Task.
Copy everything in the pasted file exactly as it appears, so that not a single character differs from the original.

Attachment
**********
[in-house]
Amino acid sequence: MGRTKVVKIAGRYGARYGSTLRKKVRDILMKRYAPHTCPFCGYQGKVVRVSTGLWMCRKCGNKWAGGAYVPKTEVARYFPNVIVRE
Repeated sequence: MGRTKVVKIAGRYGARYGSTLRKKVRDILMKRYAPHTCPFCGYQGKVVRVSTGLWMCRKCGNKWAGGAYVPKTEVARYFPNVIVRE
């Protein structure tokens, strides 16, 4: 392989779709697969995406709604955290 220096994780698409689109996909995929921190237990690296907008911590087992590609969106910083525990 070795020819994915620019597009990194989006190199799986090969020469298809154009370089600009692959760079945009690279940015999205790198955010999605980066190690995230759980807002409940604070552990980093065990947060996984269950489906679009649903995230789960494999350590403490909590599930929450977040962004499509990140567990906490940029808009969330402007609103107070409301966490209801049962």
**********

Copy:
[in-house]
Amino acid sequence: MGRTKVVKIAGRYGARYGSTLRKKVRDILMKRYAPHTCPFCGYQGKVVRVSTGLWMCRKCGNKWAGGAYVPKTEVARYFPNVIVRE
Repeated sequence: MGRTKVVKIAGRYGARYGSTLRKKVRDILMKRYAPHTCPFCGYQGKVVRVSTGLWMCRKCGNKWAGGAYVPKTEVARYFPNVIVRE
């Protein structure tokens, strides 16, 4: 392989779709697969995406709604955290 220096994780698409689109996909995929921190237990690296907008911590087992590609969106910083525990 070795020819994915620019597009990194989006190199799986090969020469298809154009370089600009692959760079945009690279940015999205790198955010999605980066190690995230759980807002409940604070552990980093065990947060996984269950489906679009649903995230789960494999350590403490909590599930929450977040962004499509990140567990906490940029808009969330402007609103107070409301966490209801049962």